“Ethiopian Jews cluster with other Ethiopian tribes and occupy a central position on a principal component map between African and Asian populations.”
A further study by Lucotte & Smets (1999) came to a similar conclusion. Although the authors do not doubt the Jewish practices of Falasha, they dispute their claim of descent from the tribe of Dan:
“… the distinctiveness of the Y-chromosome haplotype distribution of Beta Israel Jews from conventional Jewish populations and their relatively greater similarity in haplotype profile to non-Jewish Ethiopians are consistent with the view that the Beta Israel people descended from ancient inhabitants of Ethiopia who converted to Judaism.”
Similarly, a later study by Bonne-Tamir’s team (Hammer et al. 2000) found Beta Israel to be an exception to the general commonality of the “paternal gene pools of Jewish communities from Europe, North Africa, and the Middle East descended from a common Middle Eastern ancestral population”. Their conclusion is that the Falasha are “affiliated more closely with non-Jewish Ethiopians and other North Africans”.
But in 2001, an interesting twist appeared in the story of the Falasha: a study by the Department of Biological Sciences at Stanford University found a possible genetic link between eleven Ethiopian Jews and four Yemenite Jews. So are Ethiopian Jews related to other Jewish groups worldwide by blood after all? Probably not: the more likely explanation proposed by the Stanford researchers is a historical flow of genes flow between Ethiopian and Yemenite Jewish populations, or perhaps even between Jewish and non-Jewish populations of both regions. Thus, it is not that the eleven Ethiopian Jews studied are related to other Jews by blood, but rather that the four Yemenite Jews are related to Ethiopians; perhaps they are descendents of reverse migrants of African origin who crossed the Red Sea from Ethiopia to Yemen.
All the abovementioned studies examined Y-DNA, which traces paternal descent. But since in most forms of Judaism today maternal lineage is crucial in determining one’s Jewishness, a more recent study, reported in Thomas et al. (2002) looked at the mtDNA of Ethiopian Jews. According to their results, the most common mtDNA type found among the Ethiopian Jewish sample was present only in Somalia, which further supports the view that most Ethiopian Jews are of local, Ethiopian origin.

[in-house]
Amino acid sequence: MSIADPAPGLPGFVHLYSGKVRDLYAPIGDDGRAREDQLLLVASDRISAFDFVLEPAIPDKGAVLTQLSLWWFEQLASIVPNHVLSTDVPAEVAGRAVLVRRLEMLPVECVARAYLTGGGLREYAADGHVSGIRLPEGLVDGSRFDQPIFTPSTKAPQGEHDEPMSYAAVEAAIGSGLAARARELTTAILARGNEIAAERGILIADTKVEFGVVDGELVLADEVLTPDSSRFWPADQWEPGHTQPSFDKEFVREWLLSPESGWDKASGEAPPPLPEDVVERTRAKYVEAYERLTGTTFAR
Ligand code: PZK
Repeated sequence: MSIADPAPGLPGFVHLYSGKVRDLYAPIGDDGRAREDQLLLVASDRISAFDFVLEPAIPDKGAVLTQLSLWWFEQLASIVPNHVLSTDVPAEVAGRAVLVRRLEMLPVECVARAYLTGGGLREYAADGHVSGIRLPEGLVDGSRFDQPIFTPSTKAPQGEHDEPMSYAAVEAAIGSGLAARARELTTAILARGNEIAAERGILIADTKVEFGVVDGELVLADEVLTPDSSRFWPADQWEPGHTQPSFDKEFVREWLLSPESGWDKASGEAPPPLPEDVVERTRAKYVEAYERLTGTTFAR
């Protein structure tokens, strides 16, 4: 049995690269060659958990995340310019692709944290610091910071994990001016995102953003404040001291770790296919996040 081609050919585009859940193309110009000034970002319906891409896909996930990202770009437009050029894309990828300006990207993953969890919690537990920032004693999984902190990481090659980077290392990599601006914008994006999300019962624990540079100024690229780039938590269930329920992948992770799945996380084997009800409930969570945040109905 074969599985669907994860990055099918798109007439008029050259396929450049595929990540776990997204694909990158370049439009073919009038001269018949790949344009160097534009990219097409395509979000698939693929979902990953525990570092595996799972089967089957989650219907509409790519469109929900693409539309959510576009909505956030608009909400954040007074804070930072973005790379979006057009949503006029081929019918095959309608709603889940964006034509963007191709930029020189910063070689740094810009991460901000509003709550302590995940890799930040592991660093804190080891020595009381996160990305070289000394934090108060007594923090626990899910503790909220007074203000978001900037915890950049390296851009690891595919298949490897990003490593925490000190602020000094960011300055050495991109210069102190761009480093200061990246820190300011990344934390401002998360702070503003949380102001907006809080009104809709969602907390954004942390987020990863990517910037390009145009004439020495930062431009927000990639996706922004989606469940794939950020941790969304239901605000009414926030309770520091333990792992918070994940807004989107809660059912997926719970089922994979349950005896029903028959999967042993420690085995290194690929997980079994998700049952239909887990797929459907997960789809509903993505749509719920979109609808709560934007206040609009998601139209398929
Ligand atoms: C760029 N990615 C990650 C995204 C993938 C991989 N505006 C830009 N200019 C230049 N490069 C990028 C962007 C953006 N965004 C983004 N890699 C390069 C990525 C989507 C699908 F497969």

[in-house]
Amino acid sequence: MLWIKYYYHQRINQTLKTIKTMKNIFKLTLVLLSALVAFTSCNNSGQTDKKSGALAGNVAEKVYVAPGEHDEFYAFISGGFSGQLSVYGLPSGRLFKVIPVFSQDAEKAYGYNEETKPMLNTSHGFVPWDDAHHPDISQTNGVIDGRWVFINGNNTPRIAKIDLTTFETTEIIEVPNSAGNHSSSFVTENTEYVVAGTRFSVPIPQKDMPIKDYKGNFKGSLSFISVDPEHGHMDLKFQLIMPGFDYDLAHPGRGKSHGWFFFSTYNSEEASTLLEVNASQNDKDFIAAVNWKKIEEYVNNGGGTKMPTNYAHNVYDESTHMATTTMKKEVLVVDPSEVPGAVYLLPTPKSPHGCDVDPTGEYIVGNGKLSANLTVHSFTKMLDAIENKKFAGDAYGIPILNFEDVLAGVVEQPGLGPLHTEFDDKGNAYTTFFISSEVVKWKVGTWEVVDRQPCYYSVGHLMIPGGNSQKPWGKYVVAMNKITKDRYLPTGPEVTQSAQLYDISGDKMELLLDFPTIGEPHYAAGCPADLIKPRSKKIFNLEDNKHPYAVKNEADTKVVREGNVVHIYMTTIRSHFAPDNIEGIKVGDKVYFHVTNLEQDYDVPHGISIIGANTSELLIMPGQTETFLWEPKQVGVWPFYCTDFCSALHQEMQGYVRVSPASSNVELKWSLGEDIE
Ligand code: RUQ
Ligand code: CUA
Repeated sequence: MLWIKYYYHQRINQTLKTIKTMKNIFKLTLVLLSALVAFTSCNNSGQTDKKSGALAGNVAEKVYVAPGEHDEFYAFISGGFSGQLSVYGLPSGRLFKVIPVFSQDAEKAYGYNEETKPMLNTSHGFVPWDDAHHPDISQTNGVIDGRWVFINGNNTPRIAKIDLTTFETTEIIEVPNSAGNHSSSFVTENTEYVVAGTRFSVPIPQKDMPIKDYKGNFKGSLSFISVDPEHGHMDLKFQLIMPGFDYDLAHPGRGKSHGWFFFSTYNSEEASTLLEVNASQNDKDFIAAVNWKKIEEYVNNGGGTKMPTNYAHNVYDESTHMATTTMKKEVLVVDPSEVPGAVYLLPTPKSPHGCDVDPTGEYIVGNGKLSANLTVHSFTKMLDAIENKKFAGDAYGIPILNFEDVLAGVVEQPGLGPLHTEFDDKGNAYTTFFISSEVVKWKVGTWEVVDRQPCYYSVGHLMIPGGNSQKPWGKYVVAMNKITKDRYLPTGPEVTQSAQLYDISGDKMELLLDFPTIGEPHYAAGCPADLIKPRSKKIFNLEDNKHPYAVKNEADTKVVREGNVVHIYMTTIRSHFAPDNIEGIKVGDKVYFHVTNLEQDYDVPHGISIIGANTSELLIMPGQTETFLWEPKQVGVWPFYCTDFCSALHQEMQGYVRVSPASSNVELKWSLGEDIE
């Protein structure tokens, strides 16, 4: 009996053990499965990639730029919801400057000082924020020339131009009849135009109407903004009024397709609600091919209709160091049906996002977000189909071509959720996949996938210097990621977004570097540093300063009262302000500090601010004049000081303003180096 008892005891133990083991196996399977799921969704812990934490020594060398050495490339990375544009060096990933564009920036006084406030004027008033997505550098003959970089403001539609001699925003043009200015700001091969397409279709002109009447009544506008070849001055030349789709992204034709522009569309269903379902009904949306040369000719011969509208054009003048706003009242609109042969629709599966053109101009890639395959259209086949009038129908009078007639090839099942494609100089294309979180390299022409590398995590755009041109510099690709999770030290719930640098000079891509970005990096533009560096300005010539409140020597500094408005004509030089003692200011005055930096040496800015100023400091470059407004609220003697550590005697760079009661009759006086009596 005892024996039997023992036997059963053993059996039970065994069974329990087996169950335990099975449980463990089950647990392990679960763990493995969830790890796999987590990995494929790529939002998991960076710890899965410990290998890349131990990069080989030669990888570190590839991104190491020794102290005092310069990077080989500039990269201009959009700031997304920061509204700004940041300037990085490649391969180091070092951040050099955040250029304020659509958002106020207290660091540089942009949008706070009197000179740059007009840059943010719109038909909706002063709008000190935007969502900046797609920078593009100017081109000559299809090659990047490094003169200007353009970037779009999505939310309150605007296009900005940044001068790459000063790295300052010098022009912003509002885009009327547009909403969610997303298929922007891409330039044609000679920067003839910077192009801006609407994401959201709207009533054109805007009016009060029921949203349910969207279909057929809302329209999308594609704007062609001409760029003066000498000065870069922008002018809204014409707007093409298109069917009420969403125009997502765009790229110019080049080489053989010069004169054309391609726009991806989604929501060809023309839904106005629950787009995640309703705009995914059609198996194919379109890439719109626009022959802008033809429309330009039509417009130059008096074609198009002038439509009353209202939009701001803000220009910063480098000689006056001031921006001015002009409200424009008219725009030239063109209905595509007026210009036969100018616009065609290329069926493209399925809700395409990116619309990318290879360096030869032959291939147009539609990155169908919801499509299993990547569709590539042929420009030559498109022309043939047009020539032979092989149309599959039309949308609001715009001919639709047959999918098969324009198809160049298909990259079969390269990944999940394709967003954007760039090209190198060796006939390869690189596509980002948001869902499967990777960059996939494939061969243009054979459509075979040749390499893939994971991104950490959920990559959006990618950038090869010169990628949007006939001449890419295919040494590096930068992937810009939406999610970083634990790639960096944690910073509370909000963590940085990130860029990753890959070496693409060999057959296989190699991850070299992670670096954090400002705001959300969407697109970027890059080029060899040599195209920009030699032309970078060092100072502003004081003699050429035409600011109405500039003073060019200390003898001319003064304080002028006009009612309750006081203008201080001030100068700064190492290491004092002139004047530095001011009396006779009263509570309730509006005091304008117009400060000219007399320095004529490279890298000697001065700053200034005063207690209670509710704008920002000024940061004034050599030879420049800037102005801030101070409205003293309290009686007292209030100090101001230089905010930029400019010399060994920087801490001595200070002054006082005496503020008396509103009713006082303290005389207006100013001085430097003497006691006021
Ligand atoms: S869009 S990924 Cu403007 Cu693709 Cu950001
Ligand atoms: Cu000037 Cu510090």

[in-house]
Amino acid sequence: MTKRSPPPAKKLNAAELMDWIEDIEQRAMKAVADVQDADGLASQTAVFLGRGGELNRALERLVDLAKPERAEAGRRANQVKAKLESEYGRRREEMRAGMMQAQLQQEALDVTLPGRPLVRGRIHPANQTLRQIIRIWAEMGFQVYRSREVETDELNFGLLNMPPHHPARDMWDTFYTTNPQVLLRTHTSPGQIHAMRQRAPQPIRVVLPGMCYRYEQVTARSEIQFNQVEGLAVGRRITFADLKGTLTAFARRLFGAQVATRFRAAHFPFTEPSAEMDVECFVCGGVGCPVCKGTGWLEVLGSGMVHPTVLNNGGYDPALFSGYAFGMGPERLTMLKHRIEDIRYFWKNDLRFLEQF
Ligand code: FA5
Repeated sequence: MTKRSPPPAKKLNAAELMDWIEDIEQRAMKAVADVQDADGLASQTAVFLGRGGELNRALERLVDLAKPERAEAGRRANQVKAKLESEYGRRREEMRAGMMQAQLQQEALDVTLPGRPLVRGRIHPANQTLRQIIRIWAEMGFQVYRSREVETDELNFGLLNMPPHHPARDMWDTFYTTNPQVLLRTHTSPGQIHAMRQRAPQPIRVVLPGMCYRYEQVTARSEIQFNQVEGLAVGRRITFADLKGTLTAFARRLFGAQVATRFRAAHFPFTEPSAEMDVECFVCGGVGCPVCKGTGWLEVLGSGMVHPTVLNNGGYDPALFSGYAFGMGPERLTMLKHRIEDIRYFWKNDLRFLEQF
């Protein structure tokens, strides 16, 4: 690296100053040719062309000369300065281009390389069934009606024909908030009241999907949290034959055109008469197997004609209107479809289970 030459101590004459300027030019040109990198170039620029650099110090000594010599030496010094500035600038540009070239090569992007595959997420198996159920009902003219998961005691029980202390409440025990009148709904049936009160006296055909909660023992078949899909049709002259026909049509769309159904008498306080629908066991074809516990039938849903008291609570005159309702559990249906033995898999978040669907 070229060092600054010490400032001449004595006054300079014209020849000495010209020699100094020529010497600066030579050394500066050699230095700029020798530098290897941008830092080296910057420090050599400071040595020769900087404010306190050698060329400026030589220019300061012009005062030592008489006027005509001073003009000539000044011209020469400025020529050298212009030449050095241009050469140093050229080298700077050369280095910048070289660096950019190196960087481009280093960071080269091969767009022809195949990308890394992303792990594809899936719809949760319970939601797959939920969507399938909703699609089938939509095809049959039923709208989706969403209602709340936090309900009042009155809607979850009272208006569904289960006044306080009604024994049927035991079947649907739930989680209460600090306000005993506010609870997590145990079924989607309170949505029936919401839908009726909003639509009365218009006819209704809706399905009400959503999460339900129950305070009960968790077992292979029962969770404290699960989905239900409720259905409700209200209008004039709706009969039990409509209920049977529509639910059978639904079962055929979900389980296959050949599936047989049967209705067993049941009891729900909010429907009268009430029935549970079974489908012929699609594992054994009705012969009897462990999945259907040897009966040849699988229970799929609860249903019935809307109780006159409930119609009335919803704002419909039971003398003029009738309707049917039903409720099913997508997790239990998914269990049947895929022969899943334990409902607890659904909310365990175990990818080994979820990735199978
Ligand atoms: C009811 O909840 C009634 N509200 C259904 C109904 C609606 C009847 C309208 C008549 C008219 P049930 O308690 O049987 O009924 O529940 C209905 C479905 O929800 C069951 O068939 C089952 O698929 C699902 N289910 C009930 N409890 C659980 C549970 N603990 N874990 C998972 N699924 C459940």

Another fascinating Jewish group in Africa is the Lemba, or Lembaa, who number 50,000-70,000 in Zimbabwe, Malawi, and the South African region of Venda. According to their legends, Lemba ancestors came by boat from a northern town called Sena. It is not entirely clear where that legendary town is located as towns with similar names abound in Israel, Egypt, Ethiopia, and Yemen, but the latter seems the most likely possibility (see map). Unlike Ethiopian and Yemenite Jews who speak Semitic languages distantly related to Hebrew, the Lemba are speakers of Bantu languages closely related to those spoken by their neighbors. Historically, the Lemba had various religious practices and beliefs similar to those in Judaism, which have been transmitted orally through the generations. Today, many Lemba are Christians, though they seem to maintain several Jewish-like practices such as observance of a holy day of rest similar to the Jewish Shabbat, considering themselves a chosen people, and practicing male circumcision. The Lemba also refrain from eating pork or other foods or food combinations forbidden by the Torah; they also practice a form of animal slaughter, which makes meats fit for their consumption (resembling the Jewish Shechita). Lemba tombstones are decorated with Stars of David. Like other Jewish groups, Lemba encourage endogamy and have specific conversion practices for non-Lembas. Although the Lemba themselves claim descent from one of the Lost Tribes, there are two alternative explanations for their adherence to these Jewish practices: first, the Lemba might have read parts of the Hebrew Bible and adopted some of the practices; second, they may have absorbed Jewish traditions from traders on the east coast of Africa.